Portrait Artist of the Year – An Interview With David Freud and Heather Williamson-Morton

Portrait Artist of the Year 2018

Friday March 23rd doors open 4.30pm FREE ENTRY. – More info here

Rob Kelly in conversation with Heather Williamson-Morton Curator of the St. Paul’s Gallery and renowned Local artist David Freud.

I think I would call myself an art lover, but I must confess that I could no more create a painting or portrait than I could swim the English Channel. That’s why I find the whole process so fascinating and mysterious. If like me, you are keen to see how talented artists create a portrait from a blank canvas to a finished work of art, then get yourself along to St. Paul’s Worthing on Friday March 23rd.

Feel free to wander round, sample cheese and wine and watch as fifteen local artists create fifteen portraits in four hours for one prize of £500. Entry is free, and several sitters have been invited to be subjects for this wonderful competition.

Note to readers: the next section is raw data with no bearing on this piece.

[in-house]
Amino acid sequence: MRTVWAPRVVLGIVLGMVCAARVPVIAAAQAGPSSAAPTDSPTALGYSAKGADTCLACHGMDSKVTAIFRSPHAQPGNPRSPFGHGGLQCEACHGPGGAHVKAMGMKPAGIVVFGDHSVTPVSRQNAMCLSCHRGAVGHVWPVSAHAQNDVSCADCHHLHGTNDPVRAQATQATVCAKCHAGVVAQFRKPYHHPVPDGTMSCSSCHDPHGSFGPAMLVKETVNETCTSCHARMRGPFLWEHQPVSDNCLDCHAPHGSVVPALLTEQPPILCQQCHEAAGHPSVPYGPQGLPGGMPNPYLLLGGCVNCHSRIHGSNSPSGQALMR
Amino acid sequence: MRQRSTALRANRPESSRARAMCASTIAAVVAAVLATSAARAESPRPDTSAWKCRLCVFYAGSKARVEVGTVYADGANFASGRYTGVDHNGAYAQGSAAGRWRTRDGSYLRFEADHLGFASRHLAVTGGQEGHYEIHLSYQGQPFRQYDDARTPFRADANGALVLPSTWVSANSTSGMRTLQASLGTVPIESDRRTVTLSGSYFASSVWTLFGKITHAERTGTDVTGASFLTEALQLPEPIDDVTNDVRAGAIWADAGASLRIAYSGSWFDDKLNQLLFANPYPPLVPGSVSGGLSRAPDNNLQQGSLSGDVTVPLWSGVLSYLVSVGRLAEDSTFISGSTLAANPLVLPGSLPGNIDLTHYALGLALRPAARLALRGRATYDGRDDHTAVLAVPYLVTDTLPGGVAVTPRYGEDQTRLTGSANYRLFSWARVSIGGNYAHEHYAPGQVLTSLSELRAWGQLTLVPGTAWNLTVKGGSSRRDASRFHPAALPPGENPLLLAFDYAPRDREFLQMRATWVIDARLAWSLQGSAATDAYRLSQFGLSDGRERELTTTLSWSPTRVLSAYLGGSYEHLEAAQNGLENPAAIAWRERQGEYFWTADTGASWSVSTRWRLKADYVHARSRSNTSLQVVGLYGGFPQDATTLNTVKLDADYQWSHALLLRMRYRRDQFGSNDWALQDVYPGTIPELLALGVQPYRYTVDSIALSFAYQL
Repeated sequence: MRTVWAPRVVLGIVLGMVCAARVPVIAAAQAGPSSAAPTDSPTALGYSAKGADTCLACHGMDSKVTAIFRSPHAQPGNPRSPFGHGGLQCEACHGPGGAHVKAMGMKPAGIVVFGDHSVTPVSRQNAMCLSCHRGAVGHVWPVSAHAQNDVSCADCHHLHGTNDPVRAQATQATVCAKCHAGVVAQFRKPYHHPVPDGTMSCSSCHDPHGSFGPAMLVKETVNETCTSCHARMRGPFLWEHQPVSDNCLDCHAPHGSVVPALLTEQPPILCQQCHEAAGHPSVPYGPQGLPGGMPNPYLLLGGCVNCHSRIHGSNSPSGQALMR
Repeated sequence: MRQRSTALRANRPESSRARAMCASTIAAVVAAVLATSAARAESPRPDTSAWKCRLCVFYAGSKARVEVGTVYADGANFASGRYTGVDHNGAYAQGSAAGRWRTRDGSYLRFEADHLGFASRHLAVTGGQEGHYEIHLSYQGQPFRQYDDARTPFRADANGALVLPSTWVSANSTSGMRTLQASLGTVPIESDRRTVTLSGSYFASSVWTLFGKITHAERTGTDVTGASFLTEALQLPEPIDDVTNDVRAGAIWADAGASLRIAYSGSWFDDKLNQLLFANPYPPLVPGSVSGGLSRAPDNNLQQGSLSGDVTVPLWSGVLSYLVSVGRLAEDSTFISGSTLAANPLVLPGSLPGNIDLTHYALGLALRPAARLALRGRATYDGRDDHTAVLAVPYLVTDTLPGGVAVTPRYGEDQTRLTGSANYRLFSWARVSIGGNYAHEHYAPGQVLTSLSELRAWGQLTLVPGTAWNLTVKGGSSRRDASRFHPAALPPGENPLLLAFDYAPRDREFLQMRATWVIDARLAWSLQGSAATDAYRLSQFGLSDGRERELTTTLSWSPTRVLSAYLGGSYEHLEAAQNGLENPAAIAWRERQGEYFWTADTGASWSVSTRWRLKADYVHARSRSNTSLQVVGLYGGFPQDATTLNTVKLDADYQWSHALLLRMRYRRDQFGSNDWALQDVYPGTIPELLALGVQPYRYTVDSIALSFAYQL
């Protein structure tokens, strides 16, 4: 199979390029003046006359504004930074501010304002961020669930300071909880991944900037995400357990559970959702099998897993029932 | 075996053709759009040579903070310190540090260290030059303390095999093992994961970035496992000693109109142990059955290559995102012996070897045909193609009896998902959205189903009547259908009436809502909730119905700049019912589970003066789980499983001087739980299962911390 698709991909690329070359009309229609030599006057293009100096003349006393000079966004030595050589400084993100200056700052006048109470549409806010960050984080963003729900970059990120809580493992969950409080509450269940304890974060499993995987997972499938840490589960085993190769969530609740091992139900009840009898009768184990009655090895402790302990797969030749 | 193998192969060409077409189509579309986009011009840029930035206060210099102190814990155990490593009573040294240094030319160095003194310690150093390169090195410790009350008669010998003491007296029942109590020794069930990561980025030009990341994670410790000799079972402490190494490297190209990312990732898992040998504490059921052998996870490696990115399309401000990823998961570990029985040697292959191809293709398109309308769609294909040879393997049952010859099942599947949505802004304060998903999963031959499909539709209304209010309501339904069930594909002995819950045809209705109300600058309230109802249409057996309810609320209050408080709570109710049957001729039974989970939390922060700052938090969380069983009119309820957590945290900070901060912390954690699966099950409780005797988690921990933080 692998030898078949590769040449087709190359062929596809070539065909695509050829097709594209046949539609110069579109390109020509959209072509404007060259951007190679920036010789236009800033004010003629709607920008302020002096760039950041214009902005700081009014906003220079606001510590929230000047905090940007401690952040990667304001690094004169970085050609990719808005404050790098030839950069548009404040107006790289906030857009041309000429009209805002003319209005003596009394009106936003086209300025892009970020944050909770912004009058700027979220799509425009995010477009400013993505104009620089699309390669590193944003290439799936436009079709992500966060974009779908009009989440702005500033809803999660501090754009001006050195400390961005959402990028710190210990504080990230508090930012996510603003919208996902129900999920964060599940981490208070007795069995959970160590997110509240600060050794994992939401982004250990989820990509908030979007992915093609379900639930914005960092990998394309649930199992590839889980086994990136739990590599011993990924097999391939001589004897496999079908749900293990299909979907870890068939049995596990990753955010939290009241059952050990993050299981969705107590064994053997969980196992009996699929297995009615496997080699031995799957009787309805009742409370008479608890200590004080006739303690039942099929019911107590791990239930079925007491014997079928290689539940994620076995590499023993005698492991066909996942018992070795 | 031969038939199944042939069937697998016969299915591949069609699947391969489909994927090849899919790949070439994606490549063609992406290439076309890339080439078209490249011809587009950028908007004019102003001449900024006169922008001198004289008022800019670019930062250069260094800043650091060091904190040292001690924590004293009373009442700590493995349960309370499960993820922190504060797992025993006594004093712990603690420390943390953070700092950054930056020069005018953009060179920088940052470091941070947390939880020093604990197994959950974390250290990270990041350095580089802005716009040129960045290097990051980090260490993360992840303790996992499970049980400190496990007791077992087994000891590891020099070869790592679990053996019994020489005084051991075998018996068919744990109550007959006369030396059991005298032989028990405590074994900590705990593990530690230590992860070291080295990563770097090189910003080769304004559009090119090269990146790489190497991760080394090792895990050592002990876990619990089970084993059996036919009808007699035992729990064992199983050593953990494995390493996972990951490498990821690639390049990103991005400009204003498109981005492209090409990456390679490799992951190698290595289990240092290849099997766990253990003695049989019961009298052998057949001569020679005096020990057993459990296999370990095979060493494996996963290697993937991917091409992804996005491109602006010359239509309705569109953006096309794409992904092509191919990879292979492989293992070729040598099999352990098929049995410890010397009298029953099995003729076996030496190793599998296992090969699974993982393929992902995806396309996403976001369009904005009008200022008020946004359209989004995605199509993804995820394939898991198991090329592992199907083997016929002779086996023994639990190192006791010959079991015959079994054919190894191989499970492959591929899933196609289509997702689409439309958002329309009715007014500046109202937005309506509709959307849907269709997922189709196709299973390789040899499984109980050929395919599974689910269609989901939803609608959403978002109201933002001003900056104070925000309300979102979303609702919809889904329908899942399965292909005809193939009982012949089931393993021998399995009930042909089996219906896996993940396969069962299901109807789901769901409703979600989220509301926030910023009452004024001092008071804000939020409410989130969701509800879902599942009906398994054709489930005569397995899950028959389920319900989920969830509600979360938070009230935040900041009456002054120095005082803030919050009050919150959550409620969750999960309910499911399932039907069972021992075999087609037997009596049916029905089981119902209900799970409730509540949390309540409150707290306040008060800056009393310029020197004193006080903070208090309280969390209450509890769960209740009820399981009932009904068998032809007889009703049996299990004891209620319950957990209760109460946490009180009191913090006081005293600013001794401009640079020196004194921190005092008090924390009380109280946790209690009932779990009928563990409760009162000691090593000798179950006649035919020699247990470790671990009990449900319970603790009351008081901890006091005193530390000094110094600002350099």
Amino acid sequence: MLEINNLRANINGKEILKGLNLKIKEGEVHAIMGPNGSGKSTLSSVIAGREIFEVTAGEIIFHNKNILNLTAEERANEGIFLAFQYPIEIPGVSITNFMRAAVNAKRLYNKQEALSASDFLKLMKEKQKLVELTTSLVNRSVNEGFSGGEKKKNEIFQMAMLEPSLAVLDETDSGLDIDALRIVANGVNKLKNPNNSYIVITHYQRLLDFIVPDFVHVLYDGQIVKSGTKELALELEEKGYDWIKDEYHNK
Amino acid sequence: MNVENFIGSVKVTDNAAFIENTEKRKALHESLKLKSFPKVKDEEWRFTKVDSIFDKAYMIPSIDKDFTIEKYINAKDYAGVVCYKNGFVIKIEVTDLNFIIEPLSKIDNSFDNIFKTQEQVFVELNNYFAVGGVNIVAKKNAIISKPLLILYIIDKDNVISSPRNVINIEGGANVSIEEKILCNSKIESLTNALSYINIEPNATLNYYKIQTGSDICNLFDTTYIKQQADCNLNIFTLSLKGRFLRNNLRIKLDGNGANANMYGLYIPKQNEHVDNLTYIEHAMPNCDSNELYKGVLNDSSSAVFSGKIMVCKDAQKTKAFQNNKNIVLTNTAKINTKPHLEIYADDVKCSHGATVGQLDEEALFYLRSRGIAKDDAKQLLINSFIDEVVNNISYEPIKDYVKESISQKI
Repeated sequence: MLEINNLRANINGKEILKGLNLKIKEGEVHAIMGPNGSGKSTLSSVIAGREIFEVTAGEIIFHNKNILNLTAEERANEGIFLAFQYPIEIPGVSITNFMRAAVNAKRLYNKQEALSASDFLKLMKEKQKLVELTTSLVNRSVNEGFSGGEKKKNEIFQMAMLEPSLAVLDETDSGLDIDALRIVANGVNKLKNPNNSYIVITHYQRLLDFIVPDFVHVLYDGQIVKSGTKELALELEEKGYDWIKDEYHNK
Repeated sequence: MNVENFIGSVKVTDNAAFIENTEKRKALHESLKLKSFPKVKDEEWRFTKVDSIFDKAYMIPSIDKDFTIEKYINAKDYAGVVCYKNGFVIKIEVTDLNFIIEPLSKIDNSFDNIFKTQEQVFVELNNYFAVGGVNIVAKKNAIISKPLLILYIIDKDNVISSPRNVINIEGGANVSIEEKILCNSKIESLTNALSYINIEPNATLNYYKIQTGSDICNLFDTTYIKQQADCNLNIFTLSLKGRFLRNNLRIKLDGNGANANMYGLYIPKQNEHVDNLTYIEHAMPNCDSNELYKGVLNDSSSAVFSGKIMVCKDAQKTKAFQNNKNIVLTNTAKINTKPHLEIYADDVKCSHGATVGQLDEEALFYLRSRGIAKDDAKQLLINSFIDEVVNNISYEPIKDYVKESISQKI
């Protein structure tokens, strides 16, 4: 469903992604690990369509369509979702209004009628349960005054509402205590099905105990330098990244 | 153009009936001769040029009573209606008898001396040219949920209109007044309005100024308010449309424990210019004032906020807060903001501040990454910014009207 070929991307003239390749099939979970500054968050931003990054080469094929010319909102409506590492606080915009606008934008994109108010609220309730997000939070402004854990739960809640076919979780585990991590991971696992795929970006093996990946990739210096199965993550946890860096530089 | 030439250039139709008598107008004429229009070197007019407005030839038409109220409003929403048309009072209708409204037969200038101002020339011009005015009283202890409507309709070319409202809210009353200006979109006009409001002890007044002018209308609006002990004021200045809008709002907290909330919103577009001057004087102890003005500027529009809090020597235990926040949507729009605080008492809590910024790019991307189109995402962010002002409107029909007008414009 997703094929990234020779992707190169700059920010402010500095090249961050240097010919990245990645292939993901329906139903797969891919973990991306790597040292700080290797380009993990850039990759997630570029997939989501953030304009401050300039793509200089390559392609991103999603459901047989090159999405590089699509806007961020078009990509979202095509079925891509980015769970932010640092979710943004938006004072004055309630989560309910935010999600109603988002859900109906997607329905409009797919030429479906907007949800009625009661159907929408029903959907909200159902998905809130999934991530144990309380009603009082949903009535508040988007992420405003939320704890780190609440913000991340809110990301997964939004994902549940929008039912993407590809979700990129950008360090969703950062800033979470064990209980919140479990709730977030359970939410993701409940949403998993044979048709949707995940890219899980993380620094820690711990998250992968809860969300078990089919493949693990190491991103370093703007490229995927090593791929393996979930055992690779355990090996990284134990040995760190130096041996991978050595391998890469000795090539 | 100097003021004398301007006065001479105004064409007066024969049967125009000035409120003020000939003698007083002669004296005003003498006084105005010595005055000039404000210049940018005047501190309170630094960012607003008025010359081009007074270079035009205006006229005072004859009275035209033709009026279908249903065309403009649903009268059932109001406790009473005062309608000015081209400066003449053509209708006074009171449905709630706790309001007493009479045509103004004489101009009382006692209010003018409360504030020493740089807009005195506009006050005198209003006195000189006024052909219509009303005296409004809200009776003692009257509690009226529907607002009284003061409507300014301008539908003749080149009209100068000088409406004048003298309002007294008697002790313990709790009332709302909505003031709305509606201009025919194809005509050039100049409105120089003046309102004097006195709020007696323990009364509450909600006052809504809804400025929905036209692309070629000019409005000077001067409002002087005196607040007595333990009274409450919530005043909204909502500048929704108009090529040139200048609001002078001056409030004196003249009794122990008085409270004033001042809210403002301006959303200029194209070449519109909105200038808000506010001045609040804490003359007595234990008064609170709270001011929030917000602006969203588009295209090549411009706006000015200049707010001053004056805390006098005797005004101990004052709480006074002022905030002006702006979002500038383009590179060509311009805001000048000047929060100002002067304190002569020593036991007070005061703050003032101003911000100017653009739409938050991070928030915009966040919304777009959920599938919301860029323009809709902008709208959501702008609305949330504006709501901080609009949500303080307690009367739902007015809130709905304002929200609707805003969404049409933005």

There will be no shortage of experience and expertise on hand, indeed one of the judges will be renowned local artist David Freud, (son of Lucian and great grandson of Sigmund). Joining David will be Gallery curator Heather Williamson-Morton amongst others

Earlier this week I had a chance to discuss this unique event with David and Heather and began by asking them about the genesis of the competition.

What inspired you to create the Portrait Artist of the Year event?

Heather: My lovely Gallery assistant Cathy Verney came up with the idea last summer, so it’s been simmering in the pot for a while. When we all sat down to discuss priorities, we decided that this one would be a great start to the new year for St Paul’s. It’s been a real collaborative project between the volunteers and staff at St Paul’s, and hopefully the first of many to come.

David: St Paul’s volunteer, Cathy Verney came up with the idea and worked closely with our volunteer Curator, Heather Williamson to bring it to fruition.